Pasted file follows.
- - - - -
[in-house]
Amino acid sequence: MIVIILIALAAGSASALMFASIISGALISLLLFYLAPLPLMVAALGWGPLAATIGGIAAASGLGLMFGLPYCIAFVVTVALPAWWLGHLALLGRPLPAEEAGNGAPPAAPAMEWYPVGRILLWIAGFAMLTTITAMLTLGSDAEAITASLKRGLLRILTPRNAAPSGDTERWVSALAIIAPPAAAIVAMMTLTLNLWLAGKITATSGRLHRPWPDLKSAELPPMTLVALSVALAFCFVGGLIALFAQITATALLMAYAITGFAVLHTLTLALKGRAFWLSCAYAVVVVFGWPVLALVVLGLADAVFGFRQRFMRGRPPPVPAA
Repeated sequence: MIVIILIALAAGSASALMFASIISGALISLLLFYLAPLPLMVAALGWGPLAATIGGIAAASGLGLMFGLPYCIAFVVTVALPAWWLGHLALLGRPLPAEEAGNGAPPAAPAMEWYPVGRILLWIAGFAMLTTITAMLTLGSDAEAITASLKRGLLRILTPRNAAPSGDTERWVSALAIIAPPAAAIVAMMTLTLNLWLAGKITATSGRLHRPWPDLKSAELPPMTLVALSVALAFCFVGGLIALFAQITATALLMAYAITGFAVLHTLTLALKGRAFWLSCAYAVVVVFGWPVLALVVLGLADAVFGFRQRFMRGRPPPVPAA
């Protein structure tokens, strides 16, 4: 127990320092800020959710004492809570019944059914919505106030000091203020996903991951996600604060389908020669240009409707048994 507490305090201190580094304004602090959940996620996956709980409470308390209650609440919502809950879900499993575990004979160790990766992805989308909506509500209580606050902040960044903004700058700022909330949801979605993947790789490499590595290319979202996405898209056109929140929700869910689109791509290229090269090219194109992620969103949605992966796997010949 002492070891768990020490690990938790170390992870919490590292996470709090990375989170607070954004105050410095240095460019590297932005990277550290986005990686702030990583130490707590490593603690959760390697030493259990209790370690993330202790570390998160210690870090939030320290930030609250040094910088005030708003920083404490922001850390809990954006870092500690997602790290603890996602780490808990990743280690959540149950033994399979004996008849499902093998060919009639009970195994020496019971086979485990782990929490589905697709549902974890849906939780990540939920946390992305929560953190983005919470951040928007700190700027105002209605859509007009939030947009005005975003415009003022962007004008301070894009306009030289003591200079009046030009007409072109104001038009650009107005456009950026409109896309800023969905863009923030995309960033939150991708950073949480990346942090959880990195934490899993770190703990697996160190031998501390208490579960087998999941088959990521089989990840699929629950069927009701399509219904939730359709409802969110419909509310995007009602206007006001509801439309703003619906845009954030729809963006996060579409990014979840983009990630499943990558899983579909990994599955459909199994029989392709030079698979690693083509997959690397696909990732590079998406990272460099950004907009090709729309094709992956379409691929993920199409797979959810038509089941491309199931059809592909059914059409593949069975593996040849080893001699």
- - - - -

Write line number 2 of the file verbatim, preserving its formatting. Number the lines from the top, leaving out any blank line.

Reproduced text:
Amino acid sequence: MIVIILIALAAGSASALMFASIISGALISLLLFYLAPLPLMVAALGWGPLAATIGGIAAASGLGLMFGLPYCIAFVVTVALPAWWLGHLALLGRPLPAEEAGNGAPPAAPAMEWYPVGRILLWIAGFAMLTTITAMLTLGSDAEAITASLKRGLLRILTPRNAAPSGDTERWVSALAIIAPPAAAIVAMMTLTLNLWLAGKITATSGRLHRPWPDLKSAELPPMTLVALSVALAFCFVGGLIALFAQITATALLMAYAITGFAVLHTLTLALKGRAFWLSCAYAVVVVFGWPVLALVVLGLADAVFGFRQRFMRGRPPPVPAA